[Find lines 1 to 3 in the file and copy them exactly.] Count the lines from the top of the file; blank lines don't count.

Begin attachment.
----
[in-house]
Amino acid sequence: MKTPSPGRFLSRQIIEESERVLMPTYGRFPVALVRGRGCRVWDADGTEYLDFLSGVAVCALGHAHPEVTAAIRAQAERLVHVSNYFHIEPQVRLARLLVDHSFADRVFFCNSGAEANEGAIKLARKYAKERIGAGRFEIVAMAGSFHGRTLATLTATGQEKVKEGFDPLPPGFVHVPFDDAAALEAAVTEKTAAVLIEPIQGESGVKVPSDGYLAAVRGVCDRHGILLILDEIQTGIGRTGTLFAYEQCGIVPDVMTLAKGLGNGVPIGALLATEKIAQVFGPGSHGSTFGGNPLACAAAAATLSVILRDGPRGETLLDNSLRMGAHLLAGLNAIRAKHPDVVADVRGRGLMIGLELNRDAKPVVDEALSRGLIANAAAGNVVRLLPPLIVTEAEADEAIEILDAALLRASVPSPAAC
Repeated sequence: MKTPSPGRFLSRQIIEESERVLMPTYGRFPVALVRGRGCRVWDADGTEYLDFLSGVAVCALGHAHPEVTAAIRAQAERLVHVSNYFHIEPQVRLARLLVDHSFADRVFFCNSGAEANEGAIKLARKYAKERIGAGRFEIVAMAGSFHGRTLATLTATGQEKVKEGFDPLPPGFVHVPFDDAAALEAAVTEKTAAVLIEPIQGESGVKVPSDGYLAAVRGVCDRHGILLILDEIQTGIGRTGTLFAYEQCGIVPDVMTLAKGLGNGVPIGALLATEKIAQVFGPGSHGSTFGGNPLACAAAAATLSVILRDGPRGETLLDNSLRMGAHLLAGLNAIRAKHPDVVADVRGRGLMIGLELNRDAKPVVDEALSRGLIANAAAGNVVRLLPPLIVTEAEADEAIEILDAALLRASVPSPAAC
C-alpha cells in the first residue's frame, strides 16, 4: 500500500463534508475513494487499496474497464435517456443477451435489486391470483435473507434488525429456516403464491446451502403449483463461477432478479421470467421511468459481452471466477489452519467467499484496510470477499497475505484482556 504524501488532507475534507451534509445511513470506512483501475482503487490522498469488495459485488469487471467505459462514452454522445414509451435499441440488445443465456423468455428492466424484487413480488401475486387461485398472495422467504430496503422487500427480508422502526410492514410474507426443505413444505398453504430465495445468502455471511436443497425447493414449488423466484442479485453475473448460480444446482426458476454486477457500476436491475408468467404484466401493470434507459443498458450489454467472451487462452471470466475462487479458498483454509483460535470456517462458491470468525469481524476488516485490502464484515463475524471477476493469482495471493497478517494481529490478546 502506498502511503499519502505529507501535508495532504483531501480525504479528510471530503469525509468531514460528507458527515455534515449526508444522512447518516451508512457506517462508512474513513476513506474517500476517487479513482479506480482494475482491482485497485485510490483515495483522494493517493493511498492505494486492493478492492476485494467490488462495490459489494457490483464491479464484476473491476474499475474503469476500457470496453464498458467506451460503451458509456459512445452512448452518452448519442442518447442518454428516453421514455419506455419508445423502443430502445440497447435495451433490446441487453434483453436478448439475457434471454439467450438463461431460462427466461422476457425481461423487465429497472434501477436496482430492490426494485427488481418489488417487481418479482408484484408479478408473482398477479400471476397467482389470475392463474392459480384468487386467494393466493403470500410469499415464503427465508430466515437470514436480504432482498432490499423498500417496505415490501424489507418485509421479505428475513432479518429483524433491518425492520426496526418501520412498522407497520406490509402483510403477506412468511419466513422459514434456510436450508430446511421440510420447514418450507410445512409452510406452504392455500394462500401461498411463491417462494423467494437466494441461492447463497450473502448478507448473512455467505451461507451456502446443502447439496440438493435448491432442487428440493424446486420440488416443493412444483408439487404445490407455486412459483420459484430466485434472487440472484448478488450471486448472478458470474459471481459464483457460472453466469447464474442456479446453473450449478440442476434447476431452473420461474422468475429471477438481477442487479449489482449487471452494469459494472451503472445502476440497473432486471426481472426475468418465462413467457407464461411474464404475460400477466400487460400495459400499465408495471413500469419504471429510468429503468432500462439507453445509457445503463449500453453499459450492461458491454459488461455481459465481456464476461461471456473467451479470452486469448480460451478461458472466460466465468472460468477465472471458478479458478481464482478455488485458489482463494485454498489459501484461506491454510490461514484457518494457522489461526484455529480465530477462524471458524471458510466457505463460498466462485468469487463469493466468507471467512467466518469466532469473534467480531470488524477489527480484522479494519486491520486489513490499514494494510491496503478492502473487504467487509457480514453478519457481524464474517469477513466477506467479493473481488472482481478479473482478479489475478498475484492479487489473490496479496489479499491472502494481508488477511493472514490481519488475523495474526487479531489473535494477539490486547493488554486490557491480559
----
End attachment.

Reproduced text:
[in-house]
Amino acid sequence: MKTPSPGRFLSRQIIEESERVLMPTYGRFPVALVRGRGCRVWDADGTEYLDFLSGVAVCALGHAHPEVTAAIRAQAERLVHVSNYFHIEPQVRLARLLVDHSFADRVFFCNSGAEANEGAIKLARKYAKERIGAGRFEIVAMAGSFHGRTLATLTATGQEKVKEGFDPLPPGFVHVPFDDAAALEAAVTEKTAAVLIEPIQGESGVKVPSDGYLAAVRGVCDRHGILLILDEIQTGIGRTGTLFAYEQCGIVPDVMTLAKGLGNGVPIGALLATEKIAQVFGPGSHGSTFGGNPLACAAAAATLSVILRDGPRGETLLDNSLRMGAHLLAGLNAIRAKHPDVVADVRGRGLMIGLELNRDAKPVVDEALSRGLIANAAAGNVVRLLPPLIVTEAEADEAIEILDAALLRASVPSPAAC
Repeated sequence: MKTPSPGRFLSRQIIEESERVLMPTYGRFPVALVRGRGCRVWDADGTEYLDFLSGVAVCALGHAHPEVTAAIRAQAERLVHVSNYFHIEPQVRLARLLVDHSFADRVFFCNSGAEANEGAIKLARKYAKERIGAGRFEIVAMAGSFHGRTLATLTATGQEKVKEGFDPLPPGFVHVPFDDAAALEAAVTEKTAAVLIEPIQGESGVKVPSDGYLAAVRGVCDRHGILLILDEIQTGIGRTGTLFAYEQCGIVPDVMTLAKGLGNGVPIGALLATEKIAQVFGPGSHGSTFGGNPLACAAAAATLSVILRDGPRGETLLDNSLRMGAHLLAGLNAIRAKHPDVVADVRGRGLMIGLELNRDAKPVVDEALSRGLIANAAAGNVVRLLPPLIVTEAEADEAIEILDAALLRASVPSPAAC